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Opinion
Opinion: Tribe in Brazilian rain forest under attack


"A few weeks ago, I flew over the Amazon in a single-engine Cessna to a reunion with the leaders of the Kayapó nation, one of South America's proudest and most famous indigenous groups. For decades, about 7,000 Kayapó have defended their 28 million-acre, Ohio-sized homeland in the Brazilian states of Pará and Mato Grosso from incursions by speculators, ranchers, gold miners, loggers and squatters.

Today, the Kayapó face a greater and more dangerous foe: five huge hydroelectric dams planned on their lifeline, the Xingu River, and completion of the second half of a 1,100-mile paved highway called BR-163 that slices through Pará. The road will open up the remote frontier region to the kind of exploitation and development that have deforested close to 20 percent of the Brazilian Amazon. Some of the richest biological diversity on the planet has been eliminated, mainly to grow more beef and soybeans for export.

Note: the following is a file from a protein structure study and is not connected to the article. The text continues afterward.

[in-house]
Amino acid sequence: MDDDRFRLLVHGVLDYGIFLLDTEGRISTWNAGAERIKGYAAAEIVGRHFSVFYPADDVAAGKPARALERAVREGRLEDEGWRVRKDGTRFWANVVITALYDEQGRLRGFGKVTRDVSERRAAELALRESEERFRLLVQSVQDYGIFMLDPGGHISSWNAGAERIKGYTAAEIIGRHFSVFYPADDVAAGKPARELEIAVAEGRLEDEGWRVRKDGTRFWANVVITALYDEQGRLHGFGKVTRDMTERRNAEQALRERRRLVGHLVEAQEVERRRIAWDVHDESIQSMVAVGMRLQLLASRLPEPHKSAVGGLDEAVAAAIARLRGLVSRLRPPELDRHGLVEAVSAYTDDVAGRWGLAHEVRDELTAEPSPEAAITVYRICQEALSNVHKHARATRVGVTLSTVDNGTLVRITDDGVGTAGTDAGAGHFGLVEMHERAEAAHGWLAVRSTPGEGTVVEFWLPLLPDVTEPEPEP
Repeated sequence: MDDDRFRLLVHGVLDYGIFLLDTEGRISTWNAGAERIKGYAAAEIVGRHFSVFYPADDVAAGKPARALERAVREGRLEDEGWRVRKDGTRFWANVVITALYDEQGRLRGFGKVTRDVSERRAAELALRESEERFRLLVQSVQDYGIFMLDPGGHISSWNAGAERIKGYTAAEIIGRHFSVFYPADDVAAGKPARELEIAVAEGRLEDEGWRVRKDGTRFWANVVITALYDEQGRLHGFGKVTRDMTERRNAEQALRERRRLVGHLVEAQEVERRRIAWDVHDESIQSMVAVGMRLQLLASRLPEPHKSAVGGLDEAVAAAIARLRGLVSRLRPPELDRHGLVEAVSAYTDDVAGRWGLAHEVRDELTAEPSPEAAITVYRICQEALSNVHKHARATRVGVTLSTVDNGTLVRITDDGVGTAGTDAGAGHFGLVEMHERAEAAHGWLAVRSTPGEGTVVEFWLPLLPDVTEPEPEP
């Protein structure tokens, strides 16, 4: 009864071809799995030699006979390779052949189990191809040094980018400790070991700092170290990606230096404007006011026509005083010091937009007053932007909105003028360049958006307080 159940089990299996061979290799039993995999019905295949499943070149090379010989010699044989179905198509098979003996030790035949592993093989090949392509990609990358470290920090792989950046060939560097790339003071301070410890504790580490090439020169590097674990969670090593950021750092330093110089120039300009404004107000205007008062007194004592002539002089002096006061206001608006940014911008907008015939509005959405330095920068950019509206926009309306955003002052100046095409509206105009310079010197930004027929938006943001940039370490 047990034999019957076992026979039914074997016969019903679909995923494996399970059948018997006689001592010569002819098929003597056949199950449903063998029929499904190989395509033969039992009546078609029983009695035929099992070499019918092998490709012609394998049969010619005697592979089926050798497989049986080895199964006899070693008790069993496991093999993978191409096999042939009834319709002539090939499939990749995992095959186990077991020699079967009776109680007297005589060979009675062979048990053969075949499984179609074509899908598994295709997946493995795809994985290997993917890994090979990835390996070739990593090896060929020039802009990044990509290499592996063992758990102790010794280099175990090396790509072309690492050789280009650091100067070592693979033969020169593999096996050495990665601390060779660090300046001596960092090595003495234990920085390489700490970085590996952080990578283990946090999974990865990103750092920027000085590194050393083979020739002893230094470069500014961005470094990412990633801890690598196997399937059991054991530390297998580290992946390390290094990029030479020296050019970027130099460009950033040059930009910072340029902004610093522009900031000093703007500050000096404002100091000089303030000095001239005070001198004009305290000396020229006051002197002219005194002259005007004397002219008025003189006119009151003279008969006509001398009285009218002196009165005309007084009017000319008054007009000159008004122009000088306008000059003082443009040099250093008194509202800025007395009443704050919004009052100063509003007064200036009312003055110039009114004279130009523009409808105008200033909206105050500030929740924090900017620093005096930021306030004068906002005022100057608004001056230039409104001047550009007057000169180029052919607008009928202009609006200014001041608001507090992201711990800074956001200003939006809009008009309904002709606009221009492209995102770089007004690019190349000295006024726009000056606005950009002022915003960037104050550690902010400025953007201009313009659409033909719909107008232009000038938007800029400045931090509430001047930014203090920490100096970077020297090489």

The Kayapó grand chief, Megaron, is leading the fight to preserve their lands, which form the largest tropical rain forest reserve in the world. He and other indigenous leaders recently wrote to World Bank President Paul Wolfowitz, imploring him to ensure that the environmental impact of BR-163 and the dams are carefully considered before the bank funds them. Wrote Megaron: "If you lend money to the government of Brazil to pave roads and build other projects [such as] the Belo Monte hydroelectric dam, you will be contributing to the destruction of our forests, and conflicts with, possibly even deaths of, our people.""

Get the Story:
Russell A. Mittermeier: Let's hope Amazon tribe succeeds in defending its land (The Baltimore Sun 9/7)
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